Friday began like any other day for Alpha Company 105th Engineers out of Rockingham. At 6:30 a.m., they stood around a Humvee and were briefed on the day's mission.
"Between here and the road, there is a possibility of an [improvised explosive device]," said Staff Sgt. Tracy Tyson, the convoy's commander for the day's assignment. "A car was found sitting up there at some point last night, and an AK-47 was found. That tells us right there that somebody may have planted something."
No one leaves Forward Operating Base Cobra, the base of operations in this area for the N.C. National Guard's 30th Heavy Separate Brigade, until the 105th has begun checking the main supply routes for explosives.
The job is done every day of the week.
"We like to call ourselves sacrificial lambs," said Tyson, 35. "We go looking for what everybody else is trying to avoid."
The improvised explosives, referred to by guardsmen as IEDs, have become the weapon of choice for those who oppose the United States' presence in Iraq. Since June 17, 59 of the devices have been found in the 30th's area of responsibility in Diayla. Of that number, 25 detonated, causing some damage and injury.
This form of destruction is popular because improvisations make the devices easy to put together, and they can be ignited from distances, giving the insurgents time to escape. They are also inexpensive and can be anything from a can to a trip wire.
"They will go atop one of those hills, and they will wait until we come by," said Tyson, a Marshville resident. "They will time the distance between vehicles and make them detonate on the second or third one. But so far, we have been lucky."
Early Friday morning before the 100-plus-degree heat of the desert day cranked up, the engineers got going. With two M-113 track vehicles mounted with .50-caliber machine guns and two soldiers with M-16s, and a Humvee loaded with a 240 squad assault weapon, the soldiers snaked their way through Cobra's front gate.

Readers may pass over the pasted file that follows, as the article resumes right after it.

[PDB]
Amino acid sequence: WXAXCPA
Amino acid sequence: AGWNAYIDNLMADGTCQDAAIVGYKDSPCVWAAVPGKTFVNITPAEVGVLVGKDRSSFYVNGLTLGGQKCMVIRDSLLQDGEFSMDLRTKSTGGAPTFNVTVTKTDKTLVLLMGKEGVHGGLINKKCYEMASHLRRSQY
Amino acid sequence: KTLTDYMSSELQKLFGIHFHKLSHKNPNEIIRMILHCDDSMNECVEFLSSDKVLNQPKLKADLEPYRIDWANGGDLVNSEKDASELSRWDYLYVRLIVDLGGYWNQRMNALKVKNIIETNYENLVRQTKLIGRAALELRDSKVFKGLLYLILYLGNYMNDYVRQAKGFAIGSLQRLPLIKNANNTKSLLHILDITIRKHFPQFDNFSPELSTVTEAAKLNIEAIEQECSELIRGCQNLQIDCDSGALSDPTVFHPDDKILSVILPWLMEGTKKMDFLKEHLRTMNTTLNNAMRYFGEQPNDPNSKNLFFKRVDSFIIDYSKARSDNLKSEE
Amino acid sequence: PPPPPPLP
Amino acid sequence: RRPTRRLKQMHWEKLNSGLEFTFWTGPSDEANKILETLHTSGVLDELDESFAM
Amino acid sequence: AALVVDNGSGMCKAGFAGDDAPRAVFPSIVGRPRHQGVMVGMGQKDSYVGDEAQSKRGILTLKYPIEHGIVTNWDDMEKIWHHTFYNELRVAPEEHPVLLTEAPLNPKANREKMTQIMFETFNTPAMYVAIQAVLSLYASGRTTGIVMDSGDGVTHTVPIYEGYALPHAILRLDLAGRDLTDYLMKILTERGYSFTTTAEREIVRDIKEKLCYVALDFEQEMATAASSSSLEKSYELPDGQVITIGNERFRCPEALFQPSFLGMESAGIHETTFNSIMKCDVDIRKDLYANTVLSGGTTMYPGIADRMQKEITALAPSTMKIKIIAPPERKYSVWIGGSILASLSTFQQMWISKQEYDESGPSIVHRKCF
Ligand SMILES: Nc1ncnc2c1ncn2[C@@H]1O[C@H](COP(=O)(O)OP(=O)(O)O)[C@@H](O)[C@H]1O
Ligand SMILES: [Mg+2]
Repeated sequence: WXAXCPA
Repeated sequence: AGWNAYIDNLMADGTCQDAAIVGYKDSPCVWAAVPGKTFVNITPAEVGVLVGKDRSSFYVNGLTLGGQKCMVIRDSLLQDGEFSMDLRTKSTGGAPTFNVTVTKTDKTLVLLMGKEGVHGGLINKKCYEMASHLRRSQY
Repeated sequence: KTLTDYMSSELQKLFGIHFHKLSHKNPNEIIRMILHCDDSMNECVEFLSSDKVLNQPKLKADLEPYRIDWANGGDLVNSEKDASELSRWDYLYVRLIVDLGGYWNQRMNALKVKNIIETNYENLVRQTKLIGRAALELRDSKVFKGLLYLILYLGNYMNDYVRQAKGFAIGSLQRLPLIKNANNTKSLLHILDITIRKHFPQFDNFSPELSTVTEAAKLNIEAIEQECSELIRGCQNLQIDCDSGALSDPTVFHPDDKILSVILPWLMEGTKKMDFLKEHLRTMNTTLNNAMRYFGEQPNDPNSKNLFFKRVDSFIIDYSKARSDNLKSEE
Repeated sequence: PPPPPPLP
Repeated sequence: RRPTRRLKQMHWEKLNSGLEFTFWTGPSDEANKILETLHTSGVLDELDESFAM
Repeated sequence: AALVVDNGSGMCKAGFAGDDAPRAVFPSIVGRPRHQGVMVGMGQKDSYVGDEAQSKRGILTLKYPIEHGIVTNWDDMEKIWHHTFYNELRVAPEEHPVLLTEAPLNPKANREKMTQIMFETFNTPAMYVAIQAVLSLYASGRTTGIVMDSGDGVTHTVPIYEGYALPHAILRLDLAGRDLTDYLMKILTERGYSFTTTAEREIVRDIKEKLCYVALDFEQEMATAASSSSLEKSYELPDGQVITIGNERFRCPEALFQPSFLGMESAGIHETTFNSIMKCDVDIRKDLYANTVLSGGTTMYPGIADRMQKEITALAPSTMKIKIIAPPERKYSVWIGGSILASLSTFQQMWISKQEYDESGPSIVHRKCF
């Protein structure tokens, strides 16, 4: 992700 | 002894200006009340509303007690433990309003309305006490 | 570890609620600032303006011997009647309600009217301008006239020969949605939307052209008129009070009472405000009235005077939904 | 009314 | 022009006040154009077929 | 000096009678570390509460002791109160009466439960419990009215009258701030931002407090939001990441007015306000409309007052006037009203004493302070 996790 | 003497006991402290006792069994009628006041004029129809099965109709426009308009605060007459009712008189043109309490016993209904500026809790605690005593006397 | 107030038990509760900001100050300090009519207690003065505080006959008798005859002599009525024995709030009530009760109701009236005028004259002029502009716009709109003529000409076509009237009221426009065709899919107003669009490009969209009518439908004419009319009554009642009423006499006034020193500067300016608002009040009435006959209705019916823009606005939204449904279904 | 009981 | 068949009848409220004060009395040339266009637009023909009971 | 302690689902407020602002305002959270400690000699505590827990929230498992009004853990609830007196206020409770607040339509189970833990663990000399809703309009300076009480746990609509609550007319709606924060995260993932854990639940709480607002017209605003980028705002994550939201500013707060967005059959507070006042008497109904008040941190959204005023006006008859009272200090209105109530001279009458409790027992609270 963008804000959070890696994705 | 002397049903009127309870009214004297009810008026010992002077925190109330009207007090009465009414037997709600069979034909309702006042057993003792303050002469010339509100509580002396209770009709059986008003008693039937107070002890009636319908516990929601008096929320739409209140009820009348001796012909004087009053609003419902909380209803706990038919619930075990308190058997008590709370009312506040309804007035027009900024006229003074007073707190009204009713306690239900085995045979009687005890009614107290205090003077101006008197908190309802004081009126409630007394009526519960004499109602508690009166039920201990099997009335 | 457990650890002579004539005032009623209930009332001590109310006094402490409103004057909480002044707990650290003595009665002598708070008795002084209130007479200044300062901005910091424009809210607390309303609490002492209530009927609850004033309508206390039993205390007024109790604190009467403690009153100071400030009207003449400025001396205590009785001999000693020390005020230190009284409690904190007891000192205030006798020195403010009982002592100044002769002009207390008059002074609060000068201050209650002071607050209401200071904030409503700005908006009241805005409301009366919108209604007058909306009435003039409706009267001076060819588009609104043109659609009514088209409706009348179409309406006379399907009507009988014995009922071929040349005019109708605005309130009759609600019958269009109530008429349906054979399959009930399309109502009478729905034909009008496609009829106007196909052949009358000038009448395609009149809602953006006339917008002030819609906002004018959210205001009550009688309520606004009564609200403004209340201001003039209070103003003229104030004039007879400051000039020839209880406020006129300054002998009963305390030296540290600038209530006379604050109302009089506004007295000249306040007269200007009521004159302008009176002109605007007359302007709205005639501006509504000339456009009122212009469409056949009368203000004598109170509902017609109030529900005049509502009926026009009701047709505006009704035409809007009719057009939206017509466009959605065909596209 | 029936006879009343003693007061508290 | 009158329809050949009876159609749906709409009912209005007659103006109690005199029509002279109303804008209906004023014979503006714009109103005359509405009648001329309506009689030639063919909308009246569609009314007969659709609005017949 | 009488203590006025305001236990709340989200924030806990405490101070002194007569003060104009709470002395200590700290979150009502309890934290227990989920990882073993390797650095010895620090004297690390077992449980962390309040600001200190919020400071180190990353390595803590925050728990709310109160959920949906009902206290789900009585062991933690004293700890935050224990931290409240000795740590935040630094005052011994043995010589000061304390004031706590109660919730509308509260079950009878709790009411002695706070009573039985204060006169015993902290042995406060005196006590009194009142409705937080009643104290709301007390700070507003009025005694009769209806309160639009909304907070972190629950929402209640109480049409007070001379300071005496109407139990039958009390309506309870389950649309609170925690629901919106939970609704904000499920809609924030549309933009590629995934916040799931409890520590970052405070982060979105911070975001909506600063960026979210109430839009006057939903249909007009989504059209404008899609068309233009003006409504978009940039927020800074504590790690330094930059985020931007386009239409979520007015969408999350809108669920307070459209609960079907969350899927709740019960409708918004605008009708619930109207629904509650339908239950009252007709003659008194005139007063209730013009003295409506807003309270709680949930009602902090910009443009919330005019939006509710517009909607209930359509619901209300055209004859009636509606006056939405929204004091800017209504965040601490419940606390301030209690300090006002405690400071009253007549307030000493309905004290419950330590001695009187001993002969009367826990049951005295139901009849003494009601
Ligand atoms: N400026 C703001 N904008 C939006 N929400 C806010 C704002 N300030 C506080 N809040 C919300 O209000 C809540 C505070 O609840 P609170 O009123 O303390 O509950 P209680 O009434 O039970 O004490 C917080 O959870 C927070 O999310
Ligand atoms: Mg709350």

Once on the pavement, soldiers in the three vehicles slowly drove the supply routes, looking for anything on the side of the road. They stopped once to clear a bridge, going down its embankment to ensure there were no traps.
The convoy's pace caused traffic to back up behind it like a tractor on a two-lane city road. Along the road, one could see where insurgents had been successful in their quest to strike U.S. forces. At the road's edge, the explosives had blown three holes in the black pavement.
"Sometimes they line them up back to back so that they can get more than one vehicle," Tyson explained.
The rumble of the tracked vehicles drowned out all conversation, creating a sense of tranquility. That calm was broken when two Iraqi men were spotted beside the road.
Spc. Rene Reale's right trigger finger stiffened as the tracked vehicle approached the two men. Reale, a 35-year-old interior designer from Charlotte, gave the men a careful look as the convoy rolled by. He then relaxed his finger slightly, continuing to eye the road for anything out of the ordinary.
The convoy took a detour off road and headed deep into the desert. It had gotten word that a cache of weapons had been found.
"We are given grid coordinates and told to check things out," said Sgt. Jeff Tyler of Rockingham, who manned the .50-caliber machine gun, while several other soldiers checked a mud hut. "Sometimes it's a wild goose chase. About 95 percent of what we do ends up with us finding nothing, but we just keep on clearing the area. Every now and then, we might stumble on something, but we want every mission to be uneventful."
About 11 a.m., the convoy reentered FOB Cobra. The didn't find any explosives, but they did "stumble" across an artillery round and a mortar.
(Staff photographer Ethan Hyman contributed to this report.)
Staff writer Demorris Lee can be reached at 829-8937 or firstname.lastname@example.org.